The Developmental Education Program exists to identify academically under-prepared students, to prescribe appropriate developmental course work, to offer alternative delivery methods, and to assure adequate support services for students in the program.
Placement in the program is accomplished through a formal assessment of each student’s academic abilities. Interpretation of test results and subsequent methods of study are determined by a counselor or faculty advisor.
Courses with a course number beginning with the number zero are developmental level courses and as such do not fulfill any requirements for degrees offered at San Antonio College. They are not considered in honors list calculations and are not transferable to a senior college. Other developmental options are offered through the Basic Skills Enrichment Program (Student Services section) and academic departments.
One important program objective is to assist students in the acquisition of skills and knowledge necessary for successful completion of college work. The director of Academic Development coordinates the program on and off campus and conducts ongoing assessment of the program.
The purpose of the EDGE Program is to function as a bridge between the last two years of high school and the freshman year of college for students interested in science, mathematics, engineering, or technology. The program is designed to involve 10th, 11th, and 12th grade students in collaborative learning activities within a learning community environment over an eight-week Summer session at SAC and enhance their ability to achieve academic and personal success in their chosen field. Students who successfully complete the coursework will earn five hours of college credit applicable towards an Associate Degree from SAC.
English as a Second Language Program (ESL, ESLA, and ENGA) at San Antonio College
The English as a Second Language Program at San Antonio College provides intensive 8-week courses for English language learners who are residents or international students with F-1 Visas. Classes are available day and evening. (All credit ESLA and ENGA students must take the state-mandated college placement test):
English as a Second Language (ESL): Students register for non-credit ESL classes to (1) obtain ESL literacy; (2) achieve English competence (skill) for success in job training programs and job advancement; (3) meet personal goals; or (4) prepare for more advanced English language study.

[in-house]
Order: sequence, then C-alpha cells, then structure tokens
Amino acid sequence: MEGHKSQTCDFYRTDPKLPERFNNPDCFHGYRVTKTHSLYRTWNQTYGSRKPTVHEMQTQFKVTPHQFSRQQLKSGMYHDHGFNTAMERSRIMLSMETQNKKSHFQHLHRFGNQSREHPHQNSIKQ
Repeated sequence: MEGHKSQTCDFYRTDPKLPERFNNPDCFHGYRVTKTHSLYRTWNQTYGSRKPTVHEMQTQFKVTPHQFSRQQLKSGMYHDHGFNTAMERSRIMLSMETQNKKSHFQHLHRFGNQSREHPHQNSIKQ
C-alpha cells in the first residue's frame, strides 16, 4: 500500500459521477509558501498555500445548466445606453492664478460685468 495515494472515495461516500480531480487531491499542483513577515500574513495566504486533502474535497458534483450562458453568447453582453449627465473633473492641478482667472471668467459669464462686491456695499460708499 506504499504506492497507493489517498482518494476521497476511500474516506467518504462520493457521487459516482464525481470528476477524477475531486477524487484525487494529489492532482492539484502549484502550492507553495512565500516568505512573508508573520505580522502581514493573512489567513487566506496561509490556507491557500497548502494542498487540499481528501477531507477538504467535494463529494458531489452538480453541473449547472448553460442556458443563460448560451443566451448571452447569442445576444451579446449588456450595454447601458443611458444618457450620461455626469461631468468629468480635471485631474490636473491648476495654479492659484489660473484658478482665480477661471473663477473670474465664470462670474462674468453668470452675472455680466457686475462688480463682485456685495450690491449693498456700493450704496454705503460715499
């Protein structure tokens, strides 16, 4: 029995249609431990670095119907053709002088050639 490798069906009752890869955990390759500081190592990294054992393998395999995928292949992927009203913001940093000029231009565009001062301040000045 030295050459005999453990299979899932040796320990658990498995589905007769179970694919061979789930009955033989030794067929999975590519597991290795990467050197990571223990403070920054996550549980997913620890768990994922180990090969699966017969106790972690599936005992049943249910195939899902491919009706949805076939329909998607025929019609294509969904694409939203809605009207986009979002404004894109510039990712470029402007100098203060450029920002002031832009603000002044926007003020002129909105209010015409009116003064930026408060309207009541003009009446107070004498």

English as a Second Language for Academics (ESLA): Students take credit ESLA classes to prepare for academic study at SAC, other colleges or universities. Upon completion of the ESL sequence of classes and before students register for college-level classes, they register for and must pass all exit requirements of the ENGA classes.
English for Academic Purposes (ENGA): ENGA students are advanced English language learners. ENGA classes prepare students to transition to college-level classes at SAC, other colleges or universities. Students must pass all exit requirements before they may transition to college-level classes.
Course Placement: All new ESLA/ESL and ENGA students are placed in the program based on their scores on the department placement test.
ESLA/ESL Courses: There are four levels. Each one contains a course in (1) listening and speaking, (2) writing, (3) grammar, and (4) reading.
ENGA Courses: include (1) grammar and writing and (2) reading and vocabulary.
College-readiness: Upon completion of one intensive 8-week semester, ENGA students qualify for college-level classes if they demonstrate college-readiness on the ENGA exit exams for both ENGA (1) grammar and writing and (2) reading and vocabulary. All other ENGA students may still qualify for college-level classes by completing all exit requirements of a second semester of ENGA.
International Students with F-1 Visa: register for credit (ESLA and ENGA) classes, while residents may register for credit (ESLA and ENGA) or non-credit (ESL) classes.
Department office/telephone number: Oppenheimer Academic Center, OC 119/210-486-0965.
Note: ESLA/ESL and ENGA classes do not fulfill any requirements for any degree offered at the College. Nor are the grades for the courses considered in honors-list calculations.